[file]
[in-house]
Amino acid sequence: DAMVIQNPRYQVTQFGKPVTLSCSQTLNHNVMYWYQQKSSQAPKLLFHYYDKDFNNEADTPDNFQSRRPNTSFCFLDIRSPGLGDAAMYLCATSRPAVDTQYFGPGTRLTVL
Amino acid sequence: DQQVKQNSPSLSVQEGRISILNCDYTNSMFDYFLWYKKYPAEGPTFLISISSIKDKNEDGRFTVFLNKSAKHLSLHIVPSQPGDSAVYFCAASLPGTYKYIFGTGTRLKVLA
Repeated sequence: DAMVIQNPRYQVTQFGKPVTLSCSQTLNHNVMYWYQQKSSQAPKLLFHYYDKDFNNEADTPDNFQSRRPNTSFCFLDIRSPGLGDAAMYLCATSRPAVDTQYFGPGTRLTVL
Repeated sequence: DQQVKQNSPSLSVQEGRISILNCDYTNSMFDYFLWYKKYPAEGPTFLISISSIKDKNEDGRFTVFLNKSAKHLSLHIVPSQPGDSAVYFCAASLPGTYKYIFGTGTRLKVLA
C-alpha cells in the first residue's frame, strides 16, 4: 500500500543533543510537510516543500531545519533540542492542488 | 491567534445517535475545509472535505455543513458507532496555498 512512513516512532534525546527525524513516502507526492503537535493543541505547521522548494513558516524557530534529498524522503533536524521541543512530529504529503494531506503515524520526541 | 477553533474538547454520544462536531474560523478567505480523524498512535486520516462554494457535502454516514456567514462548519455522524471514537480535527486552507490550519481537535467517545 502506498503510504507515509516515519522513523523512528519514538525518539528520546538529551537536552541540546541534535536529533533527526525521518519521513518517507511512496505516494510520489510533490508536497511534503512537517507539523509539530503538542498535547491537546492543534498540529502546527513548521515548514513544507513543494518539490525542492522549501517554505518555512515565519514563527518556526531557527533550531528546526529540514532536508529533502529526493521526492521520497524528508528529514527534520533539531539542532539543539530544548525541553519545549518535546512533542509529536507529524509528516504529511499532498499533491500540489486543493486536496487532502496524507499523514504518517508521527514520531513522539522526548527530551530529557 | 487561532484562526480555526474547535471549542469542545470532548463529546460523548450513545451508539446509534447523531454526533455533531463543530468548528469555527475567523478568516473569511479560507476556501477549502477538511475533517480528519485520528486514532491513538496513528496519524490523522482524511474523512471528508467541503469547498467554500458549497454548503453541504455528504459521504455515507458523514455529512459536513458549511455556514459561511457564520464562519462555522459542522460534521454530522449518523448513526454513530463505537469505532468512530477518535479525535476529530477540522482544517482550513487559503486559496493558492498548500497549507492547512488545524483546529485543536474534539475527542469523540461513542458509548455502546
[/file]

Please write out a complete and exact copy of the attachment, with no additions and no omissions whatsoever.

[in-house]
Amino acid sequence: DAMVIQNPRYQVTQFGKPVTLSCSQTLNHNVMYWYQQKSSQAPKLLFHYYDKDFNNEADTPDNFQSRRPNTSFCFLDIRSPGLGDAAMYLCATSRPAVDTQYFGPGTRLTVL
Amino acid sequence: DQQVKQNSPSLSVQEGRISILNCDYTNSMFDYFLWYKKYPAEGPTFLISISSIKDKNEDGRFTVFLNKSAKHLSLHIVPSQPGDSAVYFCAASLPGTYKYIFGTGTRLKVLA
Repeated sequence: DAMVIQNPRYQVTQFGKPVTLSCSQTLNHNVMYWYQQKSSQAPKLLFHYYDKDFNNEADTPDNFQSRRPNTSFCFLDIRSPGLGDAAMYLCATSRPAVDTQYFGPGTRLTVL
Repeated sequence: DQQVKQNSPSLSVQEGRISILNCDYTNSMFDYFLWYKKYPAEGPTFLISISSIKDKNEDGRFTVFLNKSAKHLSLHIVPSQPGDSAVYFCAASLPGTYKYIFGTGTRLKVLA
C-alpha cells in the first residue's frame, strides 16, 4: 500500500543533543510537510516543500531545519533540542492542488 | 491567534445517535475545509472535505455543513458507532496555498 512512513516512532534525546527525524513516502507526492503537535493543541505547521522548494513558516524557530534529498524522503533536524521541543512530529504529503494531506503515524520526541 | 477553533474538547454520544462536531474560523478567505480523524498512535486520516462554494457535502454516514456567514462548519455522524471514537480535527486552507490550519481537535467517545 502506498503510504507515509516515519522513523523512528519514538525518539528520546538529551537536552541540546541534535536529533533527526525521518519521513518517507511512496505516494510520489510533490508536497511534503512537517507539523509539530503538542498535547491537546492543534498540529502546527513548521515548514513544507513543494518539490525542492522549501517554505518555512515565519514563527518556526531557527533550531528546526529540514532536508529533502529526493521526492521520497524528508528529514527534520533539531539542532539543539530544548525541553519545549518535546512533542509529536507529524509528516504529511499532498499533491500540489486543493486536496487532502496524507499523514504518517508521527514520531513522539522526548527530551530529557 | 487561532484562526480555526474547535471549542469542545470532548463529546460523548450513545451508539446509534447523531454526533455533531463543530468548528469555527475567523478568516473569511479560507476556501477549502477538511475533517480528519485520528486514532491513538496513528496519524490523522482524511474523512471528508467541503469547498467554500458549497454548503453541504455528504459521504455515507458523514455529512459536513458549511455556514459561511457564520464562519462555522459542522460534521454530522449518523448513526454513530463505537469505532468512530477518535479525535476529530477540522482544517482550513487559503486559496493558492498548500497549507492547512488545524483546529485543536474534539475527542469523540461513542458509548455502546